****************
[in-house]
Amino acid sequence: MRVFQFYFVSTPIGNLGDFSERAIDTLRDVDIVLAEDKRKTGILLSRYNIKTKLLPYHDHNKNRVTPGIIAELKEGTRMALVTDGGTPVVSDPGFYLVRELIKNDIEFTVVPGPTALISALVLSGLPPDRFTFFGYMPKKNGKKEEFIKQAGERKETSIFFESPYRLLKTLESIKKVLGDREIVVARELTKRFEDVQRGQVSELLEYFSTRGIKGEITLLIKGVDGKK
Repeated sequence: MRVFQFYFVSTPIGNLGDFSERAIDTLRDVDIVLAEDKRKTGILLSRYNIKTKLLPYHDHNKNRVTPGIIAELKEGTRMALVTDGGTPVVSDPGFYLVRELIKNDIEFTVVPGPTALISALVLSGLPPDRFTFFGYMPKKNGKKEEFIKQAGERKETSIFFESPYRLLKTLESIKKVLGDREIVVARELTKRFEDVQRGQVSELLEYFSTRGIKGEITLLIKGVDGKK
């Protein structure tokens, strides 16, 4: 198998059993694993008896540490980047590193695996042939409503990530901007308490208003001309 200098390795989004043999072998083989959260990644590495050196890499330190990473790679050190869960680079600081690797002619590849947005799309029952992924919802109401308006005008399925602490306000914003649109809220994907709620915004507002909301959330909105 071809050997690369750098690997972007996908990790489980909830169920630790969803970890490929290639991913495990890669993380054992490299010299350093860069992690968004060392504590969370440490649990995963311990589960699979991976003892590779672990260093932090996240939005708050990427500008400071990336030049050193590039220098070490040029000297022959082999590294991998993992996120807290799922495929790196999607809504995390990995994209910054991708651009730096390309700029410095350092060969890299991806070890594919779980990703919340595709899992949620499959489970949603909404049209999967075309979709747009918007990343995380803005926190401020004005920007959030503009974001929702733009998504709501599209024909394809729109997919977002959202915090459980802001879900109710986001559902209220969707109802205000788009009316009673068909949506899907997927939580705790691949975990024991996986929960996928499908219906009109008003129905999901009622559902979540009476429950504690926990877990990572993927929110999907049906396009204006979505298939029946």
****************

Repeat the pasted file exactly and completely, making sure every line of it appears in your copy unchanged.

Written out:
[in-house]
Amino acid sequence: MRVFQFYFVSTPIGNLGDFSERAIDTLRDVDIVLAEDKRKTGILLSRYNIKTKLLPYHDHNKNRVTPGIIAELKEGTRMALVTDGGTPVVSDPGFYLVRELIKNDIEFTVVPGPTALISALVLSGLPPDRFTFFGYMPKKNGKKEEFIKQAGERKETSIFFESPYRLLKTLESIKKVLGDREIVVARELTKRFEDVQRGQVSELLEYFSTRGIKGEITLLIKGVDGKK
Repeated sequence: MRVFQFYFVSTPIGNLGDFSERAIDTLRDVDIVLAEDKRKTGILLSRYNIKTKLLPYHDHNKNRVTPGIIAELKEGTRMALVTDGGTPVVSDPGFYLVRELIKNDIEFTVVPGPTALISALVLSGLPPDRFTFFGYMPKKNGKKEEFIKQAGERKETSIFFESPYRLLKTLESIKKVLGDREIVVARELTKRFEDVQRGQVSELLEYFSTRGIKGEITLLIKGVDGKK
């Protein structure tokens, strides 16, 4: 198998059993694993008896540490980047590193695996042939409503990530901007308490208003001309 200098390795989004043999072998083989959260990644590495050196890499330190990473790679050190869960680079600081690797002619590849947005799309029952992924919802109401308006005008399925602490306000914003649109809220994907709620915004507002909301959330909105 071809050997690369750098690997972007996908990790489980909830169920630790969803970890490929290639991913495990890669993380054992490299010299350093860069992690968004060392504590969370440490649990995963311990589960699979991976003892590779672990260093932090996240939005708050990427500008400071990336030049050193590039220098070490040029000297022959082999590294991998993992996120807290799922495929790196999607809504995390990995994209910054991708651009730096390309700029410095350092060969890299991806070890594919779980990703919340595709899992949620499959489970949603909404049209999967075309979709747009918007990343995380803005926190401020004005920007959030503009974001929702733009998504709501599209024909394809729109997919977002959202915090459980802001879900109710986001559902209220969707109802205000788009009316009673068909949506899907997927939580705790691949975990024991996986929960996928499908219906009109008003129905999901009622559902979540009476429950504690926990877990990572993927929110999907049906396009204006979505298939029946």